How to Sync Mac OS X Calendar With Outlook

by Michael Cox

    The primary calendar applications for Windows and Mac OS, Outlook and iCal, work very well within their native operating systems. Unfortunately, communication between the two isn't so easy, as Microsoft has been slow to adopt the WebDAV or CalDAV standards. In turn, Microsoft claims that with OS X 10.8 "Mountain Lion," Apple is deprecating Sync Services, although Apple has not made an official statement. With direct sync problematic, the easiest solution is Google, whose online Calendar service and Google Calendar Sync utility can connect Outlook and iCal.

    Step 1

    Sign up for a free Google account if you don't already have one. Click the "Sign Up" button on the Google Calendar page (see link in Resources) and complete the required information.

    Step 2

    Download and install Google Calendar Sync to your Windows PC (see link in Resources). During installation, you'll need to enter your Google account credentials, and choose the sync option you prefer: "1-way: Google Calendar to Microsoft Outlook Calendar," "1-way: Microsoft Outlook Calendar to Google Calendar" or "2-way Sync." Enter your desired sync interval, click Save and Google Calendar Sync will automatically begin to sync with Outlook.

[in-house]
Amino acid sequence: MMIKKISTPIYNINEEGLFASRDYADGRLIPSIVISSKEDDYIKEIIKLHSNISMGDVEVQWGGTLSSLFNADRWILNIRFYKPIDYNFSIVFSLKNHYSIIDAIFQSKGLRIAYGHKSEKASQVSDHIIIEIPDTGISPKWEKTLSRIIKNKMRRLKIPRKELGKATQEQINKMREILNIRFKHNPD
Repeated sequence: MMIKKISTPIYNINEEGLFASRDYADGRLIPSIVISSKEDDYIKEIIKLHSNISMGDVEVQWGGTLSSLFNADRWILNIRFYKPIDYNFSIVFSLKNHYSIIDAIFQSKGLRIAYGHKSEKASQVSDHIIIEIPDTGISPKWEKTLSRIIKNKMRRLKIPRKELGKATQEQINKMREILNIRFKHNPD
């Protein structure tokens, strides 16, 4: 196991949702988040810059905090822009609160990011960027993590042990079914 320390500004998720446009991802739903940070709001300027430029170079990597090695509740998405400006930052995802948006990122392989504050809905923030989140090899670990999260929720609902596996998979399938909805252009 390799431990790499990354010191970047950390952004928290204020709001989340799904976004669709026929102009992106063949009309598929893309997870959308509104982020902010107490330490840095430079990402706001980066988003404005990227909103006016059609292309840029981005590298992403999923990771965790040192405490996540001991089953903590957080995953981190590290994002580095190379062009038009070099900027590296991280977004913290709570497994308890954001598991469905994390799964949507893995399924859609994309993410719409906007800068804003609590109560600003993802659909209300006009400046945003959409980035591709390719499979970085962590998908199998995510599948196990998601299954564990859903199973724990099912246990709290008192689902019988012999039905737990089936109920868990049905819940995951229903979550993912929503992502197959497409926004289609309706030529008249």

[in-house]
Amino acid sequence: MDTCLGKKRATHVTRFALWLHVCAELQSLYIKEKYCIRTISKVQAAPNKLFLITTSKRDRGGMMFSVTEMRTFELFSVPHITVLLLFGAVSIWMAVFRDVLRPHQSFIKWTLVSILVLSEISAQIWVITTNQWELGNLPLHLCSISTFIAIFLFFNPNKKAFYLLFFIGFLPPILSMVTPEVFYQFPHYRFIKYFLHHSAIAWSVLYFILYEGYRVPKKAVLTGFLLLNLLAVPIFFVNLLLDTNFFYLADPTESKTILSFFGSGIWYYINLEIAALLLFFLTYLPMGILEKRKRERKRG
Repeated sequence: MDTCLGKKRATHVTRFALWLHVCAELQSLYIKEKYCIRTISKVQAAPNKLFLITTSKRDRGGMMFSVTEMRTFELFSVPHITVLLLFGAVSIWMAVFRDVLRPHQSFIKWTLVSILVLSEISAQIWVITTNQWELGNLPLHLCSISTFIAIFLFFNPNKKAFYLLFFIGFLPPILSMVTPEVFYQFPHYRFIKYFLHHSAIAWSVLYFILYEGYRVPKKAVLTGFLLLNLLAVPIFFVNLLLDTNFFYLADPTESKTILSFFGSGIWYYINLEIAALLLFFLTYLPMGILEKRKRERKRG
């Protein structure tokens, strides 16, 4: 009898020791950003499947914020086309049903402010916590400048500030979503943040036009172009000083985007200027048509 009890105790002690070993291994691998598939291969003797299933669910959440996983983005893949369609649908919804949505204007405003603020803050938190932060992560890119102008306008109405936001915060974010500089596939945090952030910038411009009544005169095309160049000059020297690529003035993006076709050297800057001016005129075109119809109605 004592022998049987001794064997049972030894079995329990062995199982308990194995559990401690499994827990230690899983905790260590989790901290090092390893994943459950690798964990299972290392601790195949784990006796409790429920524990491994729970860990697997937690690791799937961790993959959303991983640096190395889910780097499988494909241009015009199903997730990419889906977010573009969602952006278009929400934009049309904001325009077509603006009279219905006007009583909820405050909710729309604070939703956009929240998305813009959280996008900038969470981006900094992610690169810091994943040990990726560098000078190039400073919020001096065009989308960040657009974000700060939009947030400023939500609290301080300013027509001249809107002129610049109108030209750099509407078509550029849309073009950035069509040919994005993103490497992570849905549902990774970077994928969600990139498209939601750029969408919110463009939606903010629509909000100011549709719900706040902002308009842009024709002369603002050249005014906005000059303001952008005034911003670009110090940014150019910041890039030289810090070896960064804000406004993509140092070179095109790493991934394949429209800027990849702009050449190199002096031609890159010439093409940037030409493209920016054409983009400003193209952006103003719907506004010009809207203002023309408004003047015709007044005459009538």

Step 3

    Choose "System Preferences" from the Apple menu on your Mac, click "Mail, Contacts and Calendars" and click "Add Account." Check "Calendars" to enable calendar sync. iCal will now sync automatically with Google Calendar. After a few minutes, depending on the number of calendar entries, iCal, Google Calendar and Outlook will be synchronized.


    • If you use an Exchange account for your email and calendar on your Windows PC, you should sync directly by connecting both iCal and Outlook with the Exchange server instead of syncing through Google Calendar. Contact your Exchange administrator for details.

    About the Author

    Michael Cox writes about lifestyle issues, popular culture, sports and technology. In a career spanning more than 10 years, he has contributed to dozens of magazines, books and websites, including and "Adobe Magazine." Cox holds a professional certificate in technical communications from the University of Washington.